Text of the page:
Alumni Spotlight: Polly Goddard ’93
This month our Alumni Spotlight shines on Polly Goddard, who graduated with a degree in Outdoor Recreation Management in 1993. Originally from Kent, Connecticut, Goddard now lives in Harwich, Massachusetts, where she runs her own coaching and consulting business.
Tell us a little bit about what you are doing now.
I’m a professional development coach and consultant and I develop and facilitate trainings, workshops and retreats. I work, most often, with leaders and managers who are stuck in some way and need an outside resource to help move them forward. My goal is to help people develop a greater sense of themselves, increase awareness, and remove obstacles in their leadership journey.
I am a professionally trained coach through the Gestalt International Study Center and credentialed by the International Coach Federation. Coaching has been part of my leadership practice since very early in my career but I’ve been a trained coach for the past seven years.
What is the most valuable thing you learned while at UMM?
I developed a lot of basic leadership skills at UMM through my Outdoor Recreation Management degree program, being a resident assistanct in Dorward Hall as well as the resident director (typically a professional position but I did it as a student) of Sennett Hall; participating in clubs such as the Outing Club; and as a sister in the Kappa Eta chapter of Kappa Delta Phi, National Affiliated Sorority.
Digging into these experiences while at UMM led me down the path of examining the influence of leadership (good and bad) on culture, productivity, satisfaction of employees, and organization health and development in a variety of settings.
The roles I had at UMM gave me the confidence and courage to jump into new experiences and just figure them out.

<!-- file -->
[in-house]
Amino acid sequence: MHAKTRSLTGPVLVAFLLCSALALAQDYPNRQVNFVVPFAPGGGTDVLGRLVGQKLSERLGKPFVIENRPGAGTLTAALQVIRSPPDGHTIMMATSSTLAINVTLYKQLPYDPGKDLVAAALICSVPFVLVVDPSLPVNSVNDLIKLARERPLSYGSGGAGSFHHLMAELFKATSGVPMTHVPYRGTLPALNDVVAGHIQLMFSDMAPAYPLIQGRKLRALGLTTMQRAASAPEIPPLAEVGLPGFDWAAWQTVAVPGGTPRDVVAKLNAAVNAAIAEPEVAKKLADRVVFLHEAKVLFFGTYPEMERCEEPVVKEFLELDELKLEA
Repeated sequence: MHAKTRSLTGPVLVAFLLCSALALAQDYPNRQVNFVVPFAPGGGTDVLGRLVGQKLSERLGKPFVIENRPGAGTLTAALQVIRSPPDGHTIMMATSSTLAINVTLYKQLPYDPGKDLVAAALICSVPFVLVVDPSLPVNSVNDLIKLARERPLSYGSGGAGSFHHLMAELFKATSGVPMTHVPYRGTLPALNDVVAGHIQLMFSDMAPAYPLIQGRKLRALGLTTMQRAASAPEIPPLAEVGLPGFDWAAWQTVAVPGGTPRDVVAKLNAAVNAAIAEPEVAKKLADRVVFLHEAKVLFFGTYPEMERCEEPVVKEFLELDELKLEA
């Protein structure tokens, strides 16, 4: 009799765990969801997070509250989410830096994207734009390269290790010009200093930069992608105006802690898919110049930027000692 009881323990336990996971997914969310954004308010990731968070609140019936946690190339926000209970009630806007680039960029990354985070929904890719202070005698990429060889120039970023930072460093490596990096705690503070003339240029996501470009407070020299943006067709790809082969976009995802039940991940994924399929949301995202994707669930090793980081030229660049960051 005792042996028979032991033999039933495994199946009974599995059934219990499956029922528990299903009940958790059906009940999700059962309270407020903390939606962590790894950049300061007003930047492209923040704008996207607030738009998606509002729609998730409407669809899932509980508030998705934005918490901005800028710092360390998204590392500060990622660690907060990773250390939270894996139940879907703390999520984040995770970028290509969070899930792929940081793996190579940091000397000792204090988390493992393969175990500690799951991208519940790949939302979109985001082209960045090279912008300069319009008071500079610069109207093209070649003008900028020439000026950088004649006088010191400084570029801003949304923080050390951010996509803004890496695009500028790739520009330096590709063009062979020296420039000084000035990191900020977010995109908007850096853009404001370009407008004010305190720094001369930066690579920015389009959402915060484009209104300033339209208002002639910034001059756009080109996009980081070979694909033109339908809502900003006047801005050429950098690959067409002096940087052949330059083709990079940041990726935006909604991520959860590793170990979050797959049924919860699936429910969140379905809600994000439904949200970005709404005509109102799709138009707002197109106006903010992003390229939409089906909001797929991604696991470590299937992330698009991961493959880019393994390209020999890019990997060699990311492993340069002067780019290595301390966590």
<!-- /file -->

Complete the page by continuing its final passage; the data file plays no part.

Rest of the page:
Do you have any advice for current students at UMM?
Try something new, meet new people, realize that campus isn’t the only place to gain wisdom and experience at UMM! UMM is a great place to explore who you are as a human, what your values and interests are, and begin to refine what you want from your life. Be open to new experiences and be bold about it. College passes quickly but if you really engage, you’ll learn far more than just the curriculum.
How did your time at UMM prepare you for what you are doing now?
After UMM I moved across the country to Montana then New Mexico and then California… I had a wanderlust that I couldn’t ignore. My time at UMM set me up for being open, curious and willing to try things out. I moved out west before the internet. I was offered a job in Montana as a recreation director on a guest ranch based on a listing in an experiential education paper newsletter and I hopped on a plane sight unseen and not really knowing what to expect. The job ended up being a “bait and switch” deal (spent more time washing dishes and making beds than leading recreation activities), but I spent my free time fly fishing in the West Fork of the Bitterroot River and hiking and riding horses in the Bitterroot range. I learned so much through that experience and ended up staying through the winter working at a ski area near Missoula.
That thirst for adventure, first fostered at UMM, has led me all over the country working in “people development” jobs such as teaching adventure education, leading ropes course, and running conservation corps programs. Ultimately that all led me to realize that when I am helping people trust themselves, build their mental, emotional and physical resources, and move forward, I’m at my happiest and most fulfilled. This led me to coaching.
A Kappa Eta pledge mate and dear friend of nearly 30 years contacted me about a coaching job in higher education and from there, I’ve never looked back. My career took off at that point. With that in mind, the second piece of advice for UMM students is to develop meaningful relationships. Not all college campuses have an environment that creates lifelong friendships with fellow students and faculty! UMM is a unique community that cultivates that type of relationship.
How has UMM made a positive impact on your life?
Nearly 30 years later, my UMM family is still very near and dear to me and my family. We still get together regularly, our kids are friends, and we strive to be part of each other’s lives in many ways despite miles and years. My degree was great as I learned a lot — and what’s not to love about classes that take place on a sailboat or in a canoe? — but the greatest thing I took away from my time at UMM was a sense of connectedness both to the people and to Maine!